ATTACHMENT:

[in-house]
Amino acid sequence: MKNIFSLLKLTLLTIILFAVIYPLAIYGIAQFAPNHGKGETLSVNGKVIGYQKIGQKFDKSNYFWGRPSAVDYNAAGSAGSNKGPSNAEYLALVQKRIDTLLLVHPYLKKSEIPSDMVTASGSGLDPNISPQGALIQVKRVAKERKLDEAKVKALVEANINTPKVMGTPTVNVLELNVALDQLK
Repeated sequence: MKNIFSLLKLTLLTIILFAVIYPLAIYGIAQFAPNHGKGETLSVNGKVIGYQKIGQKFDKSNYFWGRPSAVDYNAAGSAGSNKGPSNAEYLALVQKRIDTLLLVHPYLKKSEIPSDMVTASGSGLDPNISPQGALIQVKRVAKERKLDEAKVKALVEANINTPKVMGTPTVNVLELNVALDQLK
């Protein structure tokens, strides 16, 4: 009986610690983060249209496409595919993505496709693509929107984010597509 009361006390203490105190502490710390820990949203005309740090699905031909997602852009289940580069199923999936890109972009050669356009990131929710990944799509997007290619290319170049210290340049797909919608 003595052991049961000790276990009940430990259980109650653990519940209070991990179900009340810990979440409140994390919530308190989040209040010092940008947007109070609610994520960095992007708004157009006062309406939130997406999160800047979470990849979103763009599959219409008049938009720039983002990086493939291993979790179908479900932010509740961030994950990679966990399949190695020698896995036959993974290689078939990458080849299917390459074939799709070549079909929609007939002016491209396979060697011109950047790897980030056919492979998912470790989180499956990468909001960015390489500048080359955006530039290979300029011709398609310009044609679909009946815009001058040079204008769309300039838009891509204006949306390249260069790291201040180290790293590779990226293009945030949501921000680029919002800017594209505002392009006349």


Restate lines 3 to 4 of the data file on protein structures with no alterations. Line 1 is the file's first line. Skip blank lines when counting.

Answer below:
Repeated sequence: MKNIFSLLKLTLLTIILFAVIYPLAIYGIAQFAPNHGKGETLSVNGKVIGYQKIGQKFDKSNYFWGRPSAVDYNAAGSAGSNKGPSNAEYLALVQKRIDTLLLVHPYLKKSEIPSDMVTASGSGLDPNISPQGALIQVKRVAKERKLDEAKVKALVEANINTPKVMGTPTVNVLELNVALDQLK
């Protein structure tokens, strides 16, 4: 009986610690983060249209496409595919993505496709693509929107984010597509 009361006390203490105190502490710390820990949203005309740090699905031909997602852009289940580069199923999936890109972009050669356009990131929710990944799509997007290619290319170049210290340049797909919608 003595052991049961000790276990009940430990259980109650653990519940209070991990179900009340810990979440409140994390919530308190989040209040010092940008947007109070609610994520960095992007708004157009006062309406939130997406999160800047979470990849979103763009599959219409008049938009720039983002990086493939291993979790179908479900932010509740961030994950990679966990399949190695020698896995036959993974290689078939990458080849299917390459074939799709070549079909929609007939002016491209396979060697011109950047790897980030056919492979998912470790989180499956990468909001960015390489500048080359955006530039290979300029011709398609310009044609679909009946815009001058040079204008769309300039838009891509204006949306390249260069790291201040180290790293590779990226293009945030949501921000680029919002800017594209505002392009006349």